Washington

Cesspool of Uncertainty

The damage done by the Trump presidency runs deep. Even if a new regime takes the reins, this will not guarantee that the country’s woes will be miraculously solved.

By Taha Kehar | August 2020

As the 2016 US presidential race reached its denouement and the world had to accept the inevitability of a Trump presidency, a few analysts indulged in the futile search for a silver lining. In a conciliatory piece for The Washington Post – titled ‘Calm Down. We’ll Be Fine No Matter Who Wins’ – Kathleen Parker asserted that Donald Trump would be reined in by the House or the Senate if he came into power. In hindsight, the columnist’s conclusion was fuelled by the blind optimism that the institutions of American democracy would neutralize Trump’s impulsive tendencies.

Four years on, the Trump presidency has pushed the US to the brink of collapse. The institutional failures in tackling the COVID-19 pandemic, the surge in recession-related job losses and the ongoing protests against systemic racism in the country have exposed the fragility of the American polity. According to a national election model, Trump may lose the popular vote owing to the economic recession triggered by the global pandemic. In a similar vein, an extensive survey of the American electorate conducted by the Democracy Fund + UCLA Nationscape Project has indicated that former US vice-president Joe Biden holds a “double-digit” lead over Trump.

Despite these optimistic signs, the damage done by the Trump presidency runs deep. Even if a new regime takes the reins, this will not guarantee that the country’s woes will be miraculously solved. At this critical juncture, the very institutions that were expected to impose much-needed constraints on an impetuous statesman have been drained of their vigour. Now that the checks and balances within the political system have been compromised, political norms have been consistently flouted and American democracy remains a pale reflection of its former glory.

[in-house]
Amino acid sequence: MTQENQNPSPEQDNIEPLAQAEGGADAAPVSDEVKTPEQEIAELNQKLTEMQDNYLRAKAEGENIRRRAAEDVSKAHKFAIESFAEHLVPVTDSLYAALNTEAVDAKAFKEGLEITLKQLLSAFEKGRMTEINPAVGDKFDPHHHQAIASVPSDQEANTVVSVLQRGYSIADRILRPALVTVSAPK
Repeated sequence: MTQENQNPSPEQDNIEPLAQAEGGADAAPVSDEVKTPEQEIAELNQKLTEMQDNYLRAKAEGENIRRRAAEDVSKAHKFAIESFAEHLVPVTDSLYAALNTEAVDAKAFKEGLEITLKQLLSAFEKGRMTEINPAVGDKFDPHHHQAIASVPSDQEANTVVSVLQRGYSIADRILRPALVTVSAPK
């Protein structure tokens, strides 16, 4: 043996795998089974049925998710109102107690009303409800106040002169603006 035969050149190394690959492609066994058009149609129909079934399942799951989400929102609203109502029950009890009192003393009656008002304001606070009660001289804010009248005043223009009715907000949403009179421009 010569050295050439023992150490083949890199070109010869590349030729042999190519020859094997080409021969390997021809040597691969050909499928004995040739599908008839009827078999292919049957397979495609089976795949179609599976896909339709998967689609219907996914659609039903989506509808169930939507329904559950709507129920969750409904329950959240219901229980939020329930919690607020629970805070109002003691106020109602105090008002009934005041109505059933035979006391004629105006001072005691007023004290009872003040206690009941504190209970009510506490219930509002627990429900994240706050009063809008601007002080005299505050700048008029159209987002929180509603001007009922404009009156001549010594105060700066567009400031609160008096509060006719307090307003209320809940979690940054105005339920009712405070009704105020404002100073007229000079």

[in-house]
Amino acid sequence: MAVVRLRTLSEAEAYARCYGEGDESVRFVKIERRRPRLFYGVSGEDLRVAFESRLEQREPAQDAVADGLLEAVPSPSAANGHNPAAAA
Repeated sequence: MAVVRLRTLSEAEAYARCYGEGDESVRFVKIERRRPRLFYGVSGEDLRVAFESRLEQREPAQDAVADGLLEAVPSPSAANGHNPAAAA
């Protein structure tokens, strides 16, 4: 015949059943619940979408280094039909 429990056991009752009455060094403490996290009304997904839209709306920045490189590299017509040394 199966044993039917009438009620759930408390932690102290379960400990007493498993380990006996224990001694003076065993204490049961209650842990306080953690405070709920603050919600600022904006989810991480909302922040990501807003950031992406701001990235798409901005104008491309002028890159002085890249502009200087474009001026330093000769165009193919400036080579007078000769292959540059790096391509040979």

Since he assumed public office, Trump and his cronies have repeatedly struggled to obey the law and have on countless occasions found ways to circumvent it. For instance, the law prohibits federal employees from overspending to benefit themselves or their colleagues during official travel. In the past, prison sentences have been meted out to federal employees who have violated this legal principle. In 2019, Vice-President Mike Pence’s visit to Dublin for a series of meetings resulted in thousands of taxpayers’ dollars being spent. Instead of staying at the site of the meetings, Pence opted to stay at the US president’s hotel, which was nearly 180 miles away. As per news reports, the vice-president’s decision to pay for his own room did little to salvage the situation since it involved him paying a chunk of his own salary into his supervisor’s pocket. Though he was criticized for breaking the law, Pence didn’t have to face severe consequences for his actions.

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